How Patricia Clarkson’s New Crime Thriller Twists Noir Tropes To Tell A Female-Driven Story
In the dark, metaphysical noir Out of Blue, in select theaters and available on demand on Mar. 22, Patricia Clarkson isn't the hardened Missouri belle of Sharp Objects nor the permissive dream mom of Easy A. The Golden Globe and Emmy-winner leaves expectations behind in her role as Mike, a homicide cop as austere and no-nonsense as her name. The film divided the audience when I saw it last year at the Toronto International Film Festival, and critical consensus is falling right down the middle too, according to its Rotten Tomatoes score. But when I sit down with Clarkson and writer/director Carol Morley the day after its TIFF premiere, it's clear that they weren't toiling to make something easily accessible to a broad audience.
"I wrote the character not to be instantly likable," says Morley, who also directed The Falling and Dreams of a Life. "Mike’s a very complex character, and I thought Patricia would be amazing at bringing such complexity to life."
Fitting for the smokey, alpha-female feel of the film, the two women first talked about the project at length over bourbon and whiskey. And though she says she's "not Mike externally," Clarkson did get the feeling that the self-sufficient investigator was inside her somewhere. "I want to believe that every character has to exist within us in order to play it," she says. "So it was just an aspect, a facet of me that I hadn’t used as an actor and that’s always maybe what we want, what we’re looking for."
The plot — a lax adaptation of Martin Amis's novel Night Train — kicks off in earnest when an astrophysicist played by Mamie Gummer, is found shot dead in her office. As Mike becomes immersed in Jennifer's life and her life's work of studying of black holes, the detective begins to lose herself in the mysteries of the cosmos — like matter being pulled by gravity over the event horizon.
"As an actress, I’ve played so many things at this point, but so often the characters I play are defined by a husband, a child, a partner," Clarkson explains. "The beauty of this very solitary, insular woman, was challenging, and I wanted that challenge. I wanted a woman that was unadorned, no frills, no fuss."
Indeed, Mike will remind you of the many, many male iterations of the stoic detective character who doesn't let the fact that his life is in a shambles get in the way of pursuing a lead. That's very much intentional — Mike is also a woman in Amis's book — and Morley uses our shared understanding of noir tropes guide the film.
"I think in the noir convention, the man holds the investigative gaze and the woman is the femme fatale who brings the man down," the filmmaker says. "And the woman is the puzzle to be solved. And in this, Mike is both the investigator and also the puzzle to be solved."
As unemotional as Mike herself seems to be, Clarkson says that she and Morley approached her "in an emotional way, not in an intellectual way, which I think was just right." Like all tortured fictional detectives, Mike has a past, though it would be considered a spoiler to reveal just what that is. Unpacking that was the key to finding the character.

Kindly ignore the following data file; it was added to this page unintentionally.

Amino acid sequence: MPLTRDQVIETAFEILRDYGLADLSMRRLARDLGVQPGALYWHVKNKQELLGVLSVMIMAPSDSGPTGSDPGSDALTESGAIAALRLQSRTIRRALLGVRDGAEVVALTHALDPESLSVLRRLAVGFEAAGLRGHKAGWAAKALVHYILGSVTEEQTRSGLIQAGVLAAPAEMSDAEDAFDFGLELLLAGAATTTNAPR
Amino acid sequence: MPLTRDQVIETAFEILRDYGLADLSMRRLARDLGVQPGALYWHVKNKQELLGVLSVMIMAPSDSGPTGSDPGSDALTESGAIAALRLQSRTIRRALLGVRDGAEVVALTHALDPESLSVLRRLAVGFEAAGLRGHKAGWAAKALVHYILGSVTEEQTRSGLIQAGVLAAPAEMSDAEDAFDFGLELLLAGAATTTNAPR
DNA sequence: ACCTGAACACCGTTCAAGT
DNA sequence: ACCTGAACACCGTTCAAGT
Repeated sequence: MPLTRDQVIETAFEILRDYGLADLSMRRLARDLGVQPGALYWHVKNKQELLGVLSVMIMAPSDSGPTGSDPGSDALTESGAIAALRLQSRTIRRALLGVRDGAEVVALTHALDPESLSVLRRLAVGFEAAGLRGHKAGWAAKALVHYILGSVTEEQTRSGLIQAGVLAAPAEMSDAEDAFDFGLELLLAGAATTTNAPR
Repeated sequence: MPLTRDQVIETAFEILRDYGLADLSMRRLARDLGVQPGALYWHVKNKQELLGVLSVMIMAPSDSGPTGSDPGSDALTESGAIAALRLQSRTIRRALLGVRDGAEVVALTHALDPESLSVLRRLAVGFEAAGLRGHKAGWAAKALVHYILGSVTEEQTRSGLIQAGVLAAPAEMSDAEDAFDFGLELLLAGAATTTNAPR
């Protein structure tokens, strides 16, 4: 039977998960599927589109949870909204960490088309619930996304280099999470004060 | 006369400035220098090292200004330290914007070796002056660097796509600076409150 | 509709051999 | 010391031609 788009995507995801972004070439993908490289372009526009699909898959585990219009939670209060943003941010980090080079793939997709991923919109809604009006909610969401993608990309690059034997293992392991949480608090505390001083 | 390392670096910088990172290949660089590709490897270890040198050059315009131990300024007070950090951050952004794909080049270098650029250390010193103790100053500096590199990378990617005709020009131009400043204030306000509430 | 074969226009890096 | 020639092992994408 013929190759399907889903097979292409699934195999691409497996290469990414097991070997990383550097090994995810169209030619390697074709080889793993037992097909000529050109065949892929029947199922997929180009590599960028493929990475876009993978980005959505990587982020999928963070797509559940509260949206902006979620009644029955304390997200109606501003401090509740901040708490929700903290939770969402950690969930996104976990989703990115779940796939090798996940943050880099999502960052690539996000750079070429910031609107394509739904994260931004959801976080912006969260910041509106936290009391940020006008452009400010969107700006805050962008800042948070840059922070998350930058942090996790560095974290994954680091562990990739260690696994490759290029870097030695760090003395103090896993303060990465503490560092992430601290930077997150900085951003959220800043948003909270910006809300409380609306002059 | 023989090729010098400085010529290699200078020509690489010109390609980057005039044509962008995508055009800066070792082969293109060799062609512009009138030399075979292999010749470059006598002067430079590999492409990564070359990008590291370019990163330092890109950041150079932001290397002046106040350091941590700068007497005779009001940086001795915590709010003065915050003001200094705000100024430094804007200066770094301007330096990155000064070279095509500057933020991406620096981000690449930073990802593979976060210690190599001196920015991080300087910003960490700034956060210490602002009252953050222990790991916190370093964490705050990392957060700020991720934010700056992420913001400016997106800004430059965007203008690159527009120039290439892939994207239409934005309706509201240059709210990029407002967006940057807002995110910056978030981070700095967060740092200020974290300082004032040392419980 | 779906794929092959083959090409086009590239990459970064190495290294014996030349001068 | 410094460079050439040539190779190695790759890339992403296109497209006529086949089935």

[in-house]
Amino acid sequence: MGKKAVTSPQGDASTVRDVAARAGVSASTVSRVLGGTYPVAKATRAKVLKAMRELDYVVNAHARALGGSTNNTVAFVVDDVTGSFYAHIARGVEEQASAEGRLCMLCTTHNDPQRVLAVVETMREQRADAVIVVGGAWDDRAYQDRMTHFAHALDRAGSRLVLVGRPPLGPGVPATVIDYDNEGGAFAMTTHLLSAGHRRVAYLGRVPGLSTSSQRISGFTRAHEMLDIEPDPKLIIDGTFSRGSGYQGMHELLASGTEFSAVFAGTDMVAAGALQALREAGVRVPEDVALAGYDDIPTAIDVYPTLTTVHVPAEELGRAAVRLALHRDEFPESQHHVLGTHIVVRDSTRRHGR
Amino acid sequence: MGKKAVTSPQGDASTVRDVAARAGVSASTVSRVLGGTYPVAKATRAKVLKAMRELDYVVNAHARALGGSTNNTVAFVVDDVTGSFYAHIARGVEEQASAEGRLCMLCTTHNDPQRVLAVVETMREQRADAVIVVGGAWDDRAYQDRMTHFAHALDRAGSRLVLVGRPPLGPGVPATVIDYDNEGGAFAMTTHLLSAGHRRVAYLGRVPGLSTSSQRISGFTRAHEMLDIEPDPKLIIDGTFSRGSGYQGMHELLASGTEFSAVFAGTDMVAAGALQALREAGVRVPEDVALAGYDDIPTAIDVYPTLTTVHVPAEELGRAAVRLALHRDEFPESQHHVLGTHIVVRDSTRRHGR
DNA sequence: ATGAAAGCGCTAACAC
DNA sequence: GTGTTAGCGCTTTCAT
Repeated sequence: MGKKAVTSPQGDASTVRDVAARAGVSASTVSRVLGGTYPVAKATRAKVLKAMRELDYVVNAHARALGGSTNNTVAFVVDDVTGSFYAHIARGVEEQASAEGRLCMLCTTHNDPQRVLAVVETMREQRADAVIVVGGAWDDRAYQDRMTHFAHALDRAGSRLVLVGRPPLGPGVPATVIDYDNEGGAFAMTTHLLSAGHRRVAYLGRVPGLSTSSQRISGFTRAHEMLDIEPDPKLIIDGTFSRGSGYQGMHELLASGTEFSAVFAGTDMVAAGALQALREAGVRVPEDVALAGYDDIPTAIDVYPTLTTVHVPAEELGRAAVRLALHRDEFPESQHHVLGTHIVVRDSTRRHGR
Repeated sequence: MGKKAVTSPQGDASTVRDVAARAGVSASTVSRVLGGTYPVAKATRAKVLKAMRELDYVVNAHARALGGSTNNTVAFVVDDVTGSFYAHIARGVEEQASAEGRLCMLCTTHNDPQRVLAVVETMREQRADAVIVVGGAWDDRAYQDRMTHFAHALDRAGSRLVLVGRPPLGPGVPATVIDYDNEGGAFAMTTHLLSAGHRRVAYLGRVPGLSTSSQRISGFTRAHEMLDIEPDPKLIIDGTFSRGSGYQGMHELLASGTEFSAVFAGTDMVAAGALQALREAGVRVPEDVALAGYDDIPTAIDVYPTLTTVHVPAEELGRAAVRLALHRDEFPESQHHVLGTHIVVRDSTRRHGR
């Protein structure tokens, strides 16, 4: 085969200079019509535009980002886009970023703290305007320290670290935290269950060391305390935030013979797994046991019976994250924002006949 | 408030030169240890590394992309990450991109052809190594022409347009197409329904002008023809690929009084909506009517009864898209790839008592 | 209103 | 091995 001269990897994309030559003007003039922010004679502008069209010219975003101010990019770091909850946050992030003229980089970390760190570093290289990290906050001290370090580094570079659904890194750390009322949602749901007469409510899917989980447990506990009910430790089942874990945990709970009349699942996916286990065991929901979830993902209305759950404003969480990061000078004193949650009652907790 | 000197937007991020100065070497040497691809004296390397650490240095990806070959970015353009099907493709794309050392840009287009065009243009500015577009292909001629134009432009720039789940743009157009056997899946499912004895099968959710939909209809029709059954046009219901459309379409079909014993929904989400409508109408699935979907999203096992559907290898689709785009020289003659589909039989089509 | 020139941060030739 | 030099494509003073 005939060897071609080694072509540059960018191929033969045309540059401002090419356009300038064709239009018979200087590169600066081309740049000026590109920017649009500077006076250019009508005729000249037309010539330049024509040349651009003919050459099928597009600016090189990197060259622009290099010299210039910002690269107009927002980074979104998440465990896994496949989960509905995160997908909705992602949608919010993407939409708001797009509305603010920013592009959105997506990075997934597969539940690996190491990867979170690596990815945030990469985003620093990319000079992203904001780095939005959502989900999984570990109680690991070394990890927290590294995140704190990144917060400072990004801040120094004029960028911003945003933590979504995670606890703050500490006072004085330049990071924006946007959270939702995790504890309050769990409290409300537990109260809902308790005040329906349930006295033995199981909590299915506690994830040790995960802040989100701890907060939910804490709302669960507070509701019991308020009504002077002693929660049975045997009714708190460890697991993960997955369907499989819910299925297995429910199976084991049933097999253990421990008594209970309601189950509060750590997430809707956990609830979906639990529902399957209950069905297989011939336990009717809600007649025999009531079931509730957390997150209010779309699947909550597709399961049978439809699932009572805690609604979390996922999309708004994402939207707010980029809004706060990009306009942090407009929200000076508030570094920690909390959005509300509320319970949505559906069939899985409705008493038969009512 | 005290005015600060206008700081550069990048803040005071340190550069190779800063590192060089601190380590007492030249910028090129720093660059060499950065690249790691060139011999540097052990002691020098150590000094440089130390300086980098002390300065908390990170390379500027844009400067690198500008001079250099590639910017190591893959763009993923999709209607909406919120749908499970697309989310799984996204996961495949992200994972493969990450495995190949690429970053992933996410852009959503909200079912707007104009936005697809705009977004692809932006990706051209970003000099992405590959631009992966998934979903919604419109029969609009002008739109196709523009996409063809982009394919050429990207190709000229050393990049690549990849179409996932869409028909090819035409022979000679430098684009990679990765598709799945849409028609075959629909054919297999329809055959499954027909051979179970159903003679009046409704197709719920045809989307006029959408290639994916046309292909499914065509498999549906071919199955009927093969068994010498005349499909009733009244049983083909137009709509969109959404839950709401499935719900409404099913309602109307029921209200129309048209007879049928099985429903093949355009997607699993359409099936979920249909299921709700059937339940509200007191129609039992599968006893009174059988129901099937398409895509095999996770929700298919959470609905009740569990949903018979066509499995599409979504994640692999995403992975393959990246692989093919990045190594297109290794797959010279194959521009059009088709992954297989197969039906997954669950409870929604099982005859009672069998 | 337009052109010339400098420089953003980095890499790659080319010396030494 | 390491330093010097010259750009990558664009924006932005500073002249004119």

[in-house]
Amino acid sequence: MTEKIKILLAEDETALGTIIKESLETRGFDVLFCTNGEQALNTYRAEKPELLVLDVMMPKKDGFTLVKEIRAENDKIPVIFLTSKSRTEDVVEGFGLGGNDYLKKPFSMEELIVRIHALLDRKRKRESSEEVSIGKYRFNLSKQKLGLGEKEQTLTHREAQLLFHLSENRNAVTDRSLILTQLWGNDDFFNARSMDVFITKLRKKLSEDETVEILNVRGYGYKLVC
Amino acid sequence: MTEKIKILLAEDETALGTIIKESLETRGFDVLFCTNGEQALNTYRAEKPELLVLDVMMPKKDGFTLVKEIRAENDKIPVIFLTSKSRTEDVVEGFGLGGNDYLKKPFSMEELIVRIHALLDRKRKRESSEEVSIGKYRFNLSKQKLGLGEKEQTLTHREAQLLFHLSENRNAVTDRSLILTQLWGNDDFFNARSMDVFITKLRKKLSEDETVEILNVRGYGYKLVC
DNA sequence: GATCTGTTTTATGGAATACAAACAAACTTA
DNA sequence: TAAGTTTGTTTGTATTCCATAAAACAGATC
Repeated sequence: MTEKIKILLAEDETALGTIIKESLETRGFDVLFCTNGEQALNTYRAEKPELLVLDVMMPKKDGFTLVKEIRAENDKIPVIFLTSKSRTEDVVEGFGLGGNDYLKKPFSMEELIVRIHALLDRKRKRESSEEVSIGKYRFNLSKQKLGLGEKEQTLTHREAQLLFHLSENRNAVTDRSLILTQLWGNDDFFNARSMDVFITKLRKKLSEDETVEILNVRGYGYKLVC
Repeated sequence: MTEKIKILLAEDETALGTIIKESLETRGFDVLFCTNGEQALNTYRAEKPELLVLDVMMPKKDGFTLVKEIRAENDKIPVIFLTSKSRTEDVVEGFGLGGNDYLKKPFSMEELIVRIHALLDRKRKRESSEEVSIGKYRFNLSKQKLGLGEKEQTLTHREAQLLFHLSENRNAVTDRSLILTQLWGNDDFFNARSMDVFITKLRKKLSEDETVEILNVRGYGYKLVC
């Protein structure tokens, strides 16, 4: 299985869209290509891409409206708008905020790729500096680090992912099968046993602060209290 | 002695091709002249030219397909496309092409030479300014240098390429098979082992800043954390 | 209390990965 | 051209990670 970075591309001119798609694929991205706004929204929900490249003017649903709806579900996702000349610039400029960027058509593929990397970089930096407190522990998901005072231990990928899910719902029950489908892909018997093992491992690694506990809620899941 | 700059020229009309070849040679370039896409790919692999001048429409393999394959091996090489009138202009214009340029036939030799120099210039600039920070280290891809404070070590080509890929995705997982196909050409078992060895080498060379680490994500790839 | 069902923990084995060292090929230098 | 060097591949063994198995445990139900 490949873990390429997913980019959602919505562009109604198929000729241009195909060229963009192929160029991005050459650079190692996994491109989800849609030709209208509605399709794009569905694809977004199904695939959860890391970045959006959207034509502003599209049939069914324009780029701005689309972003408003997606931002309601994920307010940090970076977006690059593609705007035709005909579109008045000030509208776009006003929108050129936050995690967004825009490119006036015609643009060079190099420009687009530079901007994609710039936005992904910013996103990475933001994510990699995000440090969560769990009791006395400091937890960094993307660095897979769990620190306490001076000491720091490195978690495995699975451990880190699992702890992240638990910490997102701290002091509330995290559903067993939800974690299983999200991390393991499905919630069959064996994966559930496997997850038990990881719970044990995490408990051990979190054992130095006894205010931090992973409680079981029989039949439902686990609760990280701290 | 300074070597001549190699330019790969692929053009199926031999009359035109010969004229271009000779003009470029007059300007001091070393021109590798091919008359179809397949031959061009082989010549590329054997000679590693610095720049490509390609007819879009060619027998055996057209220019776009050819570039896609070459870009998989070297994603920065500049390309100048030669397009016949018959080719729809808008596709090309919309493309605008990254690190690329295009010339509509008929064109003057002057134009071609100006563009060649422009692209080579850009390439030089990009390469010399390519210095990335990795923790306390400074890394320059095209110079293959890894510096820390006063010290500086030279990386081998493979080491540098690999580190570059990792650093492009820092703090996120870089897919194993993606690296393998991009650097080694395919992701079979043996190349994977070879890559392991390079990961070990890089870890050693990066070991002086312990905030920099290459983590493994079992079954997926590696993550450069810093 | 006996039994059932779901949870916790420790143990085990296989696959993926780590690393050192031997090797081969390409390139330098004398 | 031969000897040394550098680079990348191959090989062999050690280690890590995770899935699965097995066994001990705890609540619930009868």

"I think the emotional life of a character is something that, if you don’t have it, you’re going to be caught with your pants down," the actor says. "And no director, no [other] actor can help you. So I had to lay the groundwork of Mike, and I think, the despair and the sadness that lives just below the surface that she’s buried for years and years and years."
Each character is grounded in the genre and in their own storyline, but Out of Blue can't possibly answer the higher level questions that it presents. It's those mediations on what life means if you're just a speck of dust in a limitless world that both women hope audiences will still be pondering long after they leave the theater. In Clarkson's mind, "we must question our place in the universe, particularly now as the world seems to be on fire." Morley, for her part, says that she previously didn't know "that we are all stardust," but that she finds the connection "really comforting."
And while Mike and Out of Blue might not be every audience's cup of tea, Morley and Clarkson will settle for provoking a little thought. Before our conversation ends, the filmmaker recounts a conversation she had with a festival goer at the premiere after-party that exemplifies the movie's slow burn.
"They said at the beginning they didn’t like Mike, and as it went through, they started to feel guilty that they didn’t like her, then by the end started to empathize with her. And I thought, 'that’s a beautiful thing,' because if Mike’s immediately available to you, well she isn’t to herself, so it would be strange," she says. "I hope there’s a sense in [people who've seen the film] that there are hidden depths to us all and to yourself. And you can search for them and not be afraid."